For example, in my test, with an Oct. 29 hearing date, I know that an opposition is due eight days before, but that would be a Sunday so the app correctly bumps back two more days to Friday, October 19. And the app shows many other dates that I might not have thought of. For example, you can see in the next screen that the app tells me that the deadline to move to recuse the judge is Friday, October 26, and the app gives me a cite to La. C.C.P. art. 154. That rule simply says that a motion to recuse shall be filed prior to the hearing, so I suppose calendaring a deadline of one business day before the hearing makes some sense.
At the bottom of the report screen, you are given three options. First, you can send an email to yourself with the contents of your report in the body of the email in HTML format. Second, you can send an email to yourself with the report attached as a PDF file. Both report types are very nicely formatted and easy to read. Here is what the PDF report looks like (click to see larger):
The third option at the bottom of the report is called "Email Invites." To use this option, select one or more of the events in the list and then tap the button. The app will email to you a .ics file that you can open in Outlook and many other programs to add the event(s) to your calendar.
One last thing that this app can do is simple date calculation. On the main screen, ignore all of the fields and just tap the Quick Date Calculator button at the bottom left. Enter a start date and then count forward or backwards a number of days, with options on what to do when the date falls on a weekend.
The app also works on the iPad, but again I ran into some problems with the interface, such as needing to tap in several different places to get the app to accept entries. Also, on the iPad, you are limited to using the app in portrait mode.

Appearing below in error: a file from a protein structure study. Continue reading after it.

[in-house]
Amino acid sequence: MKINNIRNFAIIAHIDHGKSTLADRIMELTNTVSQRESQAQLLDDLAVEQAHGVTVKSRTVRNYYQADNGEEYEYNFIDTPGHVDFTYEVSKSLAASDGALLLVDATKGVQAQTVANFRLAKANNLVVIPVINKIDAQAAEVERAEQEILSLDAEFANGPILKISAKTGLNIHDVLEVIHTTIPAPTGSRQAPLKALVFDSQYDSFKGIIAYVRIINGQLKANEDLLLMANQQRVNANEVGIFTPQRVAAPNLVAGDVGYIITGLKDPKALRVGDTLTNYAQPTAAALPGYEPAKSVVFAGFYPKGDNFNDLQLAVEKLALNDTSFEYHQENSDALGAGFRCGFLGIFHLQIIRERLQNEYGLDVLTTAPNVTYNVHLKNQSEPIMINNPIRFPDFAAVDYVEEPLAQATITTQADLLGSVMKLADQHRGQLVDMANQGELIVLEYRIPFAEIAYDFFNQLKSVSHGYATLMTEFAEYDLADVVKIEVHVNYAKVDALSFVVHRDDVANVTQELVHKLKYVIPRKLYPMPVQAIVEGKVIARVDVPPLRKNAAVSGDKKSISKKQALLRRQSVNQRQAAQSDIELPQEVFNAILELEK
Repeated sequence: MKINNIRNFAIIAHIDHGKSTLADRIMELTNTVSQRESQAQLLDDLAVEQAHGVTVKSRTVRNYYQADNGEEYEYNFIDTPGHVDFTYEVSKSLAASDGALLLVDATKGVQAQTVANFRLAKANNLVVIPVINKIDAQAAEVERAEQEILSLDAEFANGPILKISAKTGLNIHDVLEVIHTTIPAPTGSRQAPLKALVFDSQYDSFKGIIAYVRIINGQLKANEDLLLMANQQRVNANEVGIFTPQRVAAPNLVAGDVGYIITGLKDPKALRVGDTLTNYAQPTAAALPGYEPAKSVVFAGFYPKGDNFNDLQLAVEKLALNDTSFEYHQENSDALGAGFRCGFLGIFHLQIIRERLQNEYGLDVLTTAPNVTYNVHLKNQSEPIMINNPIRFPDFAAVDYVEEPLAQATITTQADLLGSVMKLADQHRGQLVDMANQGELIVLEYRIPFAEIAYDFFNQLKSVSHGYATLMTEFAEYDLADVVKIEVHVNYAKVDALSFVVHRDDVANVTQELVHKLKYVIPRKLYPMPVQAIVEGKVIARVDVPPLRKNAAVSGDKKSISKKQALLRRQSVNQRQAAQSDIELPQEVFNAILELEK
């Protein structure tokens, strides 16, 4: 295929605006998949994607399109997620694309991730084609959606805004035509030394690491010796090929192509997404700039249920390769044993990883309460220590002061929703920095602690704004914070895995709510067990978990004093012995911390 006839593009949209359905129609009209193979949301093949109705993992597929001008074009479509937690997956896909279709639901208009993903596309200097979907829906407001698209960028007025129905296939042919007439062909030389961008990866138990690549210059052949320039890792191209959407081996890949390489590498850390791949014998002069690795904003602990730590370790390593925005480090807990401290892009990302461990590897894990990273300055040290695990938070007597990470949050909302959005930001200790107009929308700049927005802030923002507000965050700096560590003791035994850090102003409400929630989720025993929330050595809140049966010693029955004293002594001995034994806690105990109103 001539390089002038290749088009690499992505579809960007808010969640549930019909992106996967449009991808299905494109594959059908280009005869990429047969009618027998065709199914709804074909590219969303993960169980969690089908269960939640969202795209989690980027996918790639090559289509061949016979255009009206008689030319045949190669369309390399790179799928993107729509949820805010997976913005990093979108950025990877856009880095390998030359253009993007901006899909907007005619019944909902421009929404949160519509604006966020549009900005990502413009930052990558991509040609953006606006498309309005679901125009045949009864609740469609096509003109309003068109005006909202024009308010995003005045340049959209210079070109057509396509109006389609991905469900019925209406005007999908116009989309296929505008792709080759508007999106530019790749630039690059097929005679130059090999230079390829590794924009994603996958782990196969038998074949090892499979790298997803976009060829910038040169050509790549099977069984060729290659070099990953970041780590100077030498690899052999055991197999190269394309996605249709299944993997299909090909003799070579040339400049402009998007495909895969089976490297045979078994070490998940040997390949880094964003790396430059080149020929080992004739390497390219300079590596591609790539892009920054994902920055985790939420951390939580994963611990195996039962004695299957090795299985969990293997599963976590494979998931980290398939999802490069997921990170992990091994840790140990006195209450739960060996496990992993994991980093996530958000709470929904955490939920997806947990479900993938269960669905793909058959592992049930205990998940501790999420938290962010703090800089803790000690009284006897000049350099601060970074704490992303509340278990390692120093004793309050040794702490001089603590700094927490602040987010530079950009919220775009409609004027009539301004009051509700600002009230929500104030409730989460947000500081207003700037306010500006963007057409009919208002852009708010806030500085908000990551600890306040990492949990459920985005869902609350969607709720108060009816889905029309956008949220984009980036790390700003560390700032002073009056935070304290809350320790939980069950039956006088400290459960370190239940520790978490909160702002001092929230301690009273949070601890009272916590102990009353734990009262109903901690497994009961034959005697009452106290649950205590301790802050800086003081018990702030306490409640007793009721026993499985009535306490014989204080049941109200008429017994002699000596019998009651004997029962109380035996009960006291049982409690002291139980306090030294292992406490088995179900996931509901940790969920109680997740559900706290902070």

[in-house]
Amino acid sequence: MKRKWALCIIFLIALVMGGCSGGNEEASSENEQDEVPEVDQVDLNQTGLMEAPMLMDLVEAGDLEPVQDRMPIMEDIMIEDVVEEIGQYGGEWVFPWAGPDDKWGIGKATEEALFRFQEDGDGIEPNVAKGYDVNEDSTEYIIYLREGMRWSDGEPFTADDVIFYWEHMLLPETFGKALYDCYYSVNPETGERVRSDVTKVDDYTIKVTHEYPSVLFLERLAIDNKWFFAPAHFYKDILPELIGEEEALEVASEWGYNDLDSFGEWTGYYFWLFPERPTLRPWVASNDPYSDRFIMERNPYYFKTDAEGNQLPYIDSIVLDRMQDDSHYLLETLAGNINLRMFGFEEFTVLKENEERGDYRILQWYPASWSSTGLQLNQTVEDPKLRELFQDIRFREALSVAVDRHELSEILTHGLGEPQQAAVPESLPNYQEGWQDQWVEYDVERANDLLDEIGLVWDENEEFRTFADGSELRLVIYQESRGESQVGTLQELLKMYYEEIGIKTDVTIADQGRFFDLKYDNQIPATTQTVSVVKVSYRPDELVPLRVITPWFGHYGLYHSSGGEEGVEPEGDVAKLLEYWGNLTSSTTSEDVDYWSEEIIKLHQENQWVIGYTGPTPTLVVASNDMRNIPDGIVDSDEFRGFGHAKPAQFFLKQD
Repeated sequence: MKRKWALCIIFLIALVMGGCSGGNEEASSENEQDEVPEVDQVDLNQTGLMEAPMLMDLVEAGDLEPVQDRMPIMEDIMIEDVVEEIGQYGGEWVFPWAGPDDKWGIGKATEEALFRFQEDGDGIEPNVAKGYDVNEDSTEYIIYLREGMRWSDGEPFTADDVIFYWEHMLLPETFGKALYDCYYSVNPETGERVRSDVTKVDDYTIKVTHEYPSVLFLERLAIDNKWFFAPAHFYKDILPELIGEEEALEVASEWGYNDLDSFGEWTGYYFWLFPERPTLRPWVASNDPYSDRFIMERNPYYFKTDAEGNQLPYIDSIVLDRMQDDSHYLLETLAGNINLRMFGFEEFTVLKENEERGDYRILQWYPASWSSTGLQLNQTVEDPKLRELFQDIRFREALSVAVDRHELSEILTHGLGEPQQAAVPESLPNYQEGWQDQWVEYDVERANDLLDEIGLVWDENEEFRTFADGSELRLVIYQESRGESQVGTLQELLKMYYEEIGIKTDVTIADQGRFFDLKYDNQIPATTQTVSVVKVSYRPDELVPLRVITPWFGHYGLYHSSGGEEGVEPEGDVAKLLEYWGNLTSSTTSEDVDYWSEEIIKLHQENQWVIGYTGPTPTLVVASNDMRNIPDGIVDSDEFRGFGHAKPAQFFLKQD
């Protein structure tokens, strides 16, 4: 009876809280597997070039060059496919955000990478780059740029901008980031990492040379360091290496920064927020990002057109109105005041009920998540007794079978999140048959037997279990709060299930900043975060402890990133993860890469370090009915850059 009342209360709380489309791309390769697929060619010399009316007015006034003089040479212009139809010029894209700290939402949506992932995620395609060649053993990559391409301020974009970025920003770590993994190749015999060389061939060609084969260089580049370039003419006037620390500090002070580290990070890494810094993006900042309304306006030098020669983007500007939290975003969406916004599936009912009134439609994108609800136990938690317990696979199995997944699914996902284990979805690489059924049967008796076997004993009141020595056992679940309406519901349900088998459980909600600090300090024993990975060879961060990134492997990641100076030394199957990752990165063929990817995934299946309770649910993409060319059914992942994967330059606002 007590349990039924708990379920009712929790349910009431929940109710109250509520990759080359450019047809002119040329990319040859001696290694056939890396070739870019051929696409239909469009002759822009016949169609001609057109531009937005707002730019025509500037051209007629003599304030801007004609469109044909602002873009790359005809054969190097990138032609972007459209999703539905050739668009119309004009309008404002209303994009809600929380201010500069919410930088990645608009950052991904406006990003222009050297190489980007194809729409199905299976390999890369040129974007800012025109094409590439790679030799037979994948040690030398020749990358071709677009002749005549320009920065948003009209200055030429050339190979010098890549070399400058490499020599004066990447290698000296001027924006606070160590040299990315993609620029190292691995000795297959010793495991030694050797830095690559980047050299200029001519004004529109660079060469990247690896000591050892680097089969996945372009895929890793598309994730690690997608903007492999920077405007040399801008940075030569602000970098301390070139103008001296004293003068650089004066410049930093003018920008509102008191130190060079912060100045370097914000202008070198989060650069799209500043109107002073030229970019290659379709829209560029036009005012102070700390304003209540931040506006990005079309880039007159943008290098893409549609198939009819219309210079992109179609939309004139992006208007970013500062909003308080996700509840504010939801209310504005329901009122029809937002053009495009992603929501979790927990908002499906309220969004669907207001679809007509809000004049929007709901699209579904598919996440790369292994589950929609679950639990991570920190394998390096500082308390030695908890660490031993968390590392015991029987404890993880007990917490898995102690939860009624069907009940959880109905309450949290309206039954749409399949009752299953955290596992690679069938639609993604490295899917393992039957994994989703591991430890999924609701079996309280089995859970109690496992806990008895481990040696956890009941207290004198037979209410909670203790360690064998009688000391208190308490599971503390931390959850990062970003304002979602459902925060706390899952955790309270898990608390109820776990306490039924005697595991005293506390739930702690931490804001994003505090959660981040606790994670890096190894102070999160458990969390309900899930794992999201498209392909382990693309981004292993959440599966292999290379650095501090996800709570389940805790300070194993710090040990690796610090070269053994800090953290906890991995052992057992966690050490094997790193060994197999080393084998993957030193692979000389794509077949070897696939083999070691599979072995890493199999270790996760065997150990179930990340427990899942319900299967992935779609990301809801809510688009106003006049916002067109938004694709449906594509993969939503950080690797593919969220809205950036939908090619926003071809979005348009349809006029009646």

If you are using this app on an iPad, keep in mind that you can do everything that the app does on the Smart Dockets website, which you can access in Safari on the iPad in landscape or portrait mode.
As you can tell, I am disappointed with the interface on this app, especially on the iPad, but when it comes to the substance, this app is quite useful. The app contains court rules from a large number of jurisdictions, and because you can turn on the option to see cites to rules, it is easy to do a calculation and then check the rule itself to double-check the app's calculation. Calculating legal deadlines is incredibly important — I have seen a mistake in calculating an appeal deadline lead to a multi-million dollar malpractice lawsuit — so anything that helps you measure twice before you cut once seems like a good idea to me. Hopefully the developer will update the app with a better interface, but the hard part for an app like this is getting the content, and the app seems to have that covered quite well. Considering that the app is free, you might as well download it to add it to your arsenal of useful apps — unless you have a problem providing the personal information requested.